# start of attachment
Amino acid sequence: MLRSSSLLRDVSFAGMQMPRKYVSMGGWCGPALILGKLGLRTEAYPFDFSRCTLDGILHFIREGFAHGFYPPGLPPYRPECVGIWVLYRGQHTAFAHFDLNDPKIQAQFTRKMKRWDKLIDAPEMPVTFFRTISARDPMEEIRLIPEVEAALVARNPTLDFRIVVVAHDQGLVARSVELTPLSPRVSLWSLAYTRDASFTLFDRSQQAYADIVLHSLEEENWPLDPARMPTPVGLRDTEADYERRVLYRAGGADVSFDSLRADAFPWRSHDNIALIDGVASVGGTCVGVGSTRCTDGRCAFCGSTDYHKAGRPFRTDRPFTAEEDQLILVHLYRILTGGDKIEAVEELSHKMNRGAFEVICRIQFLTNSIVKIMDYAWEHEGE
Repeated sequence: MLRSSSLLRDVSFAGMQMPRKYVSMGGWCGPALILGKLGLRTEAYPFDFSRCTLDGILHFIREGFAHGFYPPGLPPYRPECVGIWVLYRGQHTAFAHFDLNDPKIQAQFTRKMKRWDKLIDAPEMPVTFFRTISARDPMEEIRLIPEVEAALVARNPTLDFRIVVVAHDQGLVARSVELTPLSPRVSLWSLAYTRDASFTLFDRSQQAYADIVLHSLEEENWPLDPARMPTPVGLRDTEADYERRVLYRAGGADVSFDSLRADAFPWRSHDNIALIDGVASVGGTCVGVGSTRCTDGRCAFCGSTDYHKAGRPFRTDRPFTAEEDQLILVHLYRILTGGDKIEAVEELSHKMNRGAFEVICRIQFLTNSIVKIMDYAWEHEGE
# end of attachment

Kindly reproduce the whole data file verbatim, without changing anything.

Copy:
Amino acid sequence: MLRSSSLLRDVSFAGMQMPRKYVSMGGWCGPALILGKLGLRTEAYPFDFSRCTLDGILHFIREGFAHGFYPPGLPPYRPECVGIWVLYRGQHTAFAHFDLNDPKIQAQFTRKMKRWDKLIDAPEMPVTFFRTISARDPMEEIRLIPEVEAALVARNPTLDFRIVVVAHDQGLVARSVELTPLSPRVSLWSLAYTRDASFTLFDRSQQAYADIVLHSLEEENWPLDPARMPTPVGLRDTEADYERRVLYRAGGADVSFDSLRADAFPWRSHDNIALIDGVASVGGTCVGVGSTRCTDGRCAFCGSTDYHKAGRPFRTDRPFTAEEDQLILVHLYRILTGGDKIEAVEELSHKMNRGAFEVICRIQFLTNSIVKIMDYAWEHEGE
Repeated sequence: MLRSSSLLRDVSFAGMQMPRKYVSMGGWCGPALILGKLGLRTEAYPFDFSRCTLDGILHFIREGFAHGFYPPGLPPYRPECVGIWVLYRGQHTAFAHFDLNDPKIQAQFTRKMKRWDKLIDAPEMPVTFFRTISARDPMEEIRLIPEVEAALVARNPTLDFRIVVVAHDQGLVARSVELTPLSPRVSLWSLAYTRDASFTLFDRSQQAYADIVLHSLEEENWPLDPARMPTPVGLRDTEADYERRVLYRAGGADVSFDSLRADAFPWRSHDNIALIDGVASVGGTCVGVGSTRCTDGRCAFCGSTDYHKAGRPFRTDRPFTAEEDQLILVHLYRILTGGDKIEAVEELSHKMNRGAFEVICRIQFLTNSIVKIMDYAWEHEGE